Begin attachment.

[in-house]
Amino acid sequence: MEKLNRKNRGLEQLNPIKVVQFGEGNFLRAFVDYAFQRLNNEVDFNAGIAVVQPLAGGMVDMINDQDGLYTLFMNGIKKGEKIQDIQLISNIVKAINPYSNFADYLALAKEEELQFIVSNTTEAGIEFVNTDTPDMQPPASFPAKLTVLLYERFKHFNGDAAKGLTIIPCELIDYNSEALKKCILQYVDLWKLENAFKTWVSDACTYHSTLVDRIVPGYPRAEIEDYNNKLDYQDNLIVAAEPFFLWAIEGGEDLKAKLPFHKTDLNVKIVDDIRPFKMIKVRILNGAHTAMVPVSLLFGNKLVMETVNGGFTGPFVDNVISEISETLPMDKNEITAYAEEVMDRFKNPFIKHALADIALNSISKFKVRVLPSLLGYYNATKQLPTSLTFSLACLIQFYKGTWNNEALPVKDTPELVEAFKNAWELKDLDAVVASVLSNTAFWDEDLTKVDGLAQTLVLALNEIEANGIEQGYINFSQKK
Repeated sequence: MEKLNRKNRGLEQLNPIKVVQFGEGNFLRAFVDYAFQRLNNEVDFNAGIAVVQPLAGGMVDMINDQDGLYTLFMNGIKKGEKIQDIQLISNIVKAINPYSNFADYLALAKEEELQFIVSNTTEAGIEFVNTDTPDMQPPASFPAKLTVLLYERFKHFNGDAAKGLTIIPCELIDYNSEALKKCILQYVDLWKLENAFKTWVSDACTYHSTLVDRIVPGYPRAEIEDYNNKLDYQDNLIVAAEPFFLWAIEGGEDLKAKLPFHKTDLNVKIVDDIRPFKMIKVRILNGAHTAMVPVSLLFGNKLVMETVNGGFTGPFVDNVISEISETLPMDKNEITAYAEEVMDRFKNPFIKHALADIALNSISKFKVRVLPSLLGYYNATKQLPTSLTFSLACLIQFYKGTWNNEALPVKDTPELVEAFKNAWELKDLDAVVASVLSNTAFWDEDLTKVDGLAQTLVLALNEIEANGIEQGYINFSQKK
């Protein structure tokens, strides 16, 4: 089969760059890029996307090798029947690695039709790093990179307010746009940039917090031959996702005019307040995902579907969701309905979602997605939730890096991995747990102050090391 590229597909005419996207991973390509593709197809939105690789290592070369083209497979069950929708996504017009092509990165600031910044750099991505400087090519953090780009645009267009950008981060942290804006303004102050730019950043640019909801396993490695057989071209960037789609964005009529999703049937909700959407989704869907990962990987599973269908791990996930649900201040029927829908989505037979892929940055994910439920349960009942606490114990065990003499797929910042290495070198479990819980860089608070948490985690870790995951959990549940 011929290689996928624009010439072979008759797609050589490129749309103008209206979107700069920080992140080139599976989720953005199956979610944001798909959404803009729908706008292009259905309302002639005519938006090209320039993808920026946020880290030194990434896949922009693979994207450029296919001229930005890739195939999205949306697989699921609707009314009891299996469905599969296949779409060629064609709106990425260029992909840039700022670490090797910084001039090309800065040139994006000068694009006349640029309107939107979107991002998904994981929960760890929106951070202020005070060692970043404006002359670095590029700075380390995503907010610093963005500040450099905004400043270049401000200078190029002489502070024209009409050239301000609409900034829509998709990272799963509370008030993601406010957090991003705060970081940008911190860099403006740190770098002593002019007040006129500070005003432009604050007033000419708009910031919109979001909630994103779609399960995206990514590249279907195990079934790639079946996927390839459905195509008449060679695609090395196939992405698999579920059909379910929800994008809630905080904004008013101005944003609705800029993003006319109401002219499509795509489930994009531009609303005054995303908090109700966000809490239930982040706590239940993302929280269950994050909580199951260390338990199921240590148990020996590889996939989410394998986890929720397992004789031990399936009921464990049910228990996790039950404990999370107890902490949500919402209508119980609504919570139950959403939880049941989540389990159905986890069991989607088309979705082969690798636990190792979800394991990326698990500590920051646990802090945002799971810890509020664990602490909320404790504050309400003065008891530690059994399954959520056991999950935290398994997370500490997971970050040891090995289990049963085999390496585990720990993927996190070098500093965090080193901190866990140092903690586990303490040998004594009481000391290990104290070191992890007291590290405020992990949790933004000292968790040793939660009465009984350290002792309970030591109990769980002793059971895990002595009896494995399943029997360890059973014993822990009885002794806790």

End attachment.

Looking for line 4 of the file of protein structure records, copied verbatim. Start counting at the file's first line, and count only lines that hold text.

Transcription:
């Protein structure tokens, strides 16, 4: 089969760059890029996307090798029947690695039709790093990179307010746009940039917090031959996702005019307040995902579907969701309905979602997605939730890096991995747990102050090391 590229597909005419996207991973390509593709197809939105690789290592070369083209497979069950929708996504017009092509990165600031910044750099991505400087090519953090780009645009267009950008981060942290804006303004102050730019950043640019909801396993490695057989071209960037789609964005009529999703049937909700959407989704869907990962990987599973269908791990996930649900201040029927829908989505037979892929940055994910439920349960009942606490114990065990003499797929910042290495070198479990819980860089608070948490985690870790995951959990549940 011929290689996928624009010439072979008759797609050589490129749309103008209206979107700069920080992140080139599976989720953005199956979610944001798909959404803009729908706008292009259905309302002639005519938006090209320039993808920026946020880290030194990434896949922009693979994207450029296919001229930005890739195939999205949306697989699921609707009314009891299996469905599969296949779409060629064609709106990425260029992909840039700022670490090797910084001039090309800065040139994006000068694009006349640029309107939107979107991002998904994981929960760890929106951070202020005070060692970043404006002359670095590029700075380390995503907010610093963005500040450099905004400043270049401000200078190029002489502070024209009409050239301000609409900034829509998709990272799963509370008030993601406010957090991003705060970081940008911190860099403006740190770098002593002019007040006129500070005003432009604050007033000419708009910031919109979001909630994103779609399960995206990514590249279907195990079934790639079946996927390839459905195509008449060679695609090395196939992405698999579920059909379910929800994008809630905080904004008013101005944003609705800029993003006319109401002219499509795509489930994009531009609303005054995303908090109700966000809490239930982040706590239940993302929280269950994050909580199951260390338990199921240590148990020996590889996939989410394998986890929720397992004789031990399936009921464990049910228990996790039950404990999370107890902490949500919402209508119980609504919570139950959403939880049941989540389990159905986890069991989607088309979705082969690798636990190792979800394991990326698990500590920051646990802090945002799971810890509020664990602490909320404790504050309400003065008891530690059994399954959520056991999950935290398994997370500490997971970050040891090995289990049963085999390496585990720990993927996190070098500093965090080193901190866990140092903690586990303490040998004594009481000391290990104290070191992890007291590290405020992990949790933004000292968790040793939660009465009984350290002792309970030591109990769980002793059971895990002595009896494995399943029997360890059973014993822990009885002794806790």